Fellow Passengers: This week’s Pastoral Passage* (Revelation 16:12-21) transports me to the coal fields of District 12 in the fictional country of Panem, where Katniss Everdeen volunteers to take her little sister Prim’s place in the annual Hunger Games. This is an annual event where a boy and girl from each of Panem’s 12 districts are selected to compete in a televised fight to the death, with only one survivor. The Hunger Games are Panem’s way of maintaining order and preventing the anarchy and chaos that had come close to ending civilization 75 years prior. The security forces are called, aptly enough, Peacekeepers. I just finished reading the trilogy, and am amazed at how quickly the story captured me, how involved I was in pulling for Katniss and Peeta and Gale and the rebels in their fight to destroy the Capital’s forces. Fiction writers are good at setting up these worlds of extreme evil in which violent rebellion appears as the only option. A world where children are tortured and sacrificed will severely test one’s values of love and grace and reconciliation. It is a world that severely tests the ultimate meaning and power of the cross.
It took less than 75 years for the early Christian community to be drawn into such a test. Toward the end of the first century, Domitian was administering the Roman Empire with as much cruelty as President Snow of Panem. Christian children were being publicly tortured and executed, burned in vats of boiling oil, fed to lions, with the stadium gladiator fights to the death providing entertainment for citizens of the Empire. The Capital was bent on all this violence so they could maintain order and keep the pax romana, the peace of Rome. It was in this context of real life Hunger Games that John wrote his fantastic drama, meant to encourage and shore up the faith of Christians who were seeing their families tortured and killed for sport. Here in today’s passage, John must have remembered writing about the Baptizer prophetically crying out in the wilderness, prepare the way of the Lord. But instead of preparing a way for the Prince of Peace, here he writes about an angel pouring out a bowl of wrath on the great river Euphrates, drying it up to prepare a way for the kings of the east to come and enter into the final battle at Armageddon. Prepare the way of violence. And it comes with a vengeance, with all of nature joining in the rebellion to destroy the Capital, splitting it into three parts, with the surrounding islands fleeing away and the mountains crumbling to the ground. And then, the shocked citizens are greeted with round two of the bombing, as hundred pound hailstones crush them.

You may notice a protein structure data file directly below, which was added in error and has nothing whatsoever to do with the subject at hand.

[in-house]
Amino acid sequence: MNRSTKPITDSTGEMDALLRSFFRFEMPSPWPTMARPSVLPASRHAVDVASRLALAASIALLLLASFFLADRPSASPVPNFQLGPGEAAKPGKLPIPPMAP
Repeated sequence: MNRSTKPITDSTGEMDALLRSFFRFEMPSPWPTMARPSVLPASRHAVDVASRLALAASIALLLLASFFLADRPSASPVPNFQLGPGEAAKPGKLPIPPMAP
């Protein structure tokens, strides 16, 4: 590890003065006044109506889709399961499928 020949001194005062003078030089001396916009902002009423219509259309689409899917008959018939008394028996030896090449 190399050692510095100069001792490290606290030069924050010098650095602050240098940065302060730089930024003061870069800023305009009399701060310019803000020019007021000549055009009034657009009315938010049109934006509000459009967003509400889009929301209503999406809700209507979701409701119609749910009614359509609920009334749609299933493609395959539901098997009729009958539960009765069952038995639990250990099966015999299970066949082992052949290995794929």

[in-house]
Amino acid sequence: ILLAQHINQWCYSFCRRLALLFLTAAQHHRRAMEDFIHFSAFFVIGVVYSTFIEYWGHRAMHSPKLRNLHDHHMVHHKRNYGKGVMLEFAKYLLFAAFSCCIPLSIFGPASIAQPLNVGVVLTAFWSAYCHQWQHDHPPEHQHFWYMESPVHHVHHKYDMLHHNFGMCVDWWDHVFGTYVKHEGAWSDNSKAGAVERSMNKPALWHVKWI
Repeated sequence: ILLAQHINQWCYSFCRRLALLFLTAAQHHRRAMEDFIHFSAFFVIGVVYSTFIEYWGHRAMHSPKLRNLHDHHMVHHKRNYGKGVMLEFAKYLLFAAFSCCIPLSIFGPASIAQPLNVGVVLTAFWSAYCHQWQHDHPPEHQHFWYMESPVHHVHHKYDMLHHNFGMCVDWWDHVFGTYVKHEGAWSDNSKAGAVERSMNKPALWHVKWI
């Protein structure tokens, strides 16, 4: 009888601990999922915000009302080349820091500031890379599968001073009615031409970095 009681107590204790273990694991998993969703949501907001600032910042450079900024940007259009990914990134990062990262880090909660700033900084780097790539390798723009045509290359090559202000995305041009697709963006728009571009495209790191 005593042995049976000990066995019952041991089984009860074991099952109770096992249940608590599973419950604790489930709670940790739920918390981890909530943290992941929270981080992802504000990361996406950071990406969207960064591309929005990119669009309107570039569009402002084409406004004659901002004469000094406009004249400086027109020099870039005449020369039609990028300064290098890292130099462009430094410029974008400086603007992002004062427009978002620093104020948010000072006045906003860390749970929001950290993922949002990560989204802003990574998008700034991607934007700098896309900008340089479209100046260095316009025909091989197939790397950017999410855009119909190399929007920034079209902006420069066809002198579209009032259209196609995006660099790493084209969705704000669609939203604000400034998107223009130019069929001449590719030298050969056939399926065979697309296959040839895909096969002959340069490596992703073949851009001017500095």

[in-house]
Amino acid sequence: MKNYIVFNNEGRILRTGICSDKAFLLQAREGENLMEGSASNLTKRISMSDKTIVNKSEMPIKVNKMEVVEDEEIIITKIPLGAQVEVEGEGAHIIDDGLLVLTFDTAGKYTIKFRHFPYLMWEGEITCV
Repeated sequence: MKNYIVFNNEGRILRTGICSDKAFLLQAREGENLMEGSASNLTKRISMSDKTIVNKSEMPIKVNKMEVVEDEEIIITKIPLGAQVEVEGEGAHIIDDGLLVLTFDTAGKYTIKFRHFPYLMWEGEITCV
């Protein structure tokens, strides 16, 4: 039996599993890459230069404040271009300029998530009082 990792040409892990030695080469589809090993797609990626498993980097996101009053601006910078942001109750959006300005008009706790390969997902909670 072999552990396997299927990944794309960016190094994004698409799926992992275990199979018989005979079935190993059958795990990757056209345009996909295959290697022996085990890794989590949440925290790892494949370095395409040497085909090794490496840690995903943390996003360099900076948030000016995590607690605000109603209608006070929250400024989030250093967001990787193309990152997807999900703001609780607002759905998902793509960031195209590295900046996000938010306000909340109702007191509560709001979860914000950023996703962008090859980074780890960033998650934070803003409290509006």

What is truly amazing about the history of this early group of Jesus followers, is that many of them did remain true to the values of the cross. What effect John’s pastoral drama had on them we don’t know. Perhaps they read it and found it capturing their spirits, just as The Hunger Games captured mine, and they resonated deeply with the satisfaction of revenge and ultimate destruction of the evil empire and all its minions. But history shows that they did not translate this resonance with a call to arms. The first and second century Christianity was marked by a deep commitment to nonviolent action and resistance, by the ethic of the cross and the Sermon on the Mount. Their faith did not get highjacked by the deeply human call to violent revenge. For me, John’s revelation is a revelation of our humanity and a revelation of what torture and murder can do to our humanity. It’s the revelation of Suzanne Collins, the limitless capacity of humans to inflict torture and evil on others, and the need deep inside us to respond and destroy such evil in our midst. But, if you read The Hunger Games, I think you’ll find at least one hero who, like those early Christians, ultimately refused to be highjacked, who found that the deepest part of one’s soul is inviolable, who understood the need to break the cycle.
How about you? Where does this Pastoral Passage take you on your journey of faith? Feel free to respond.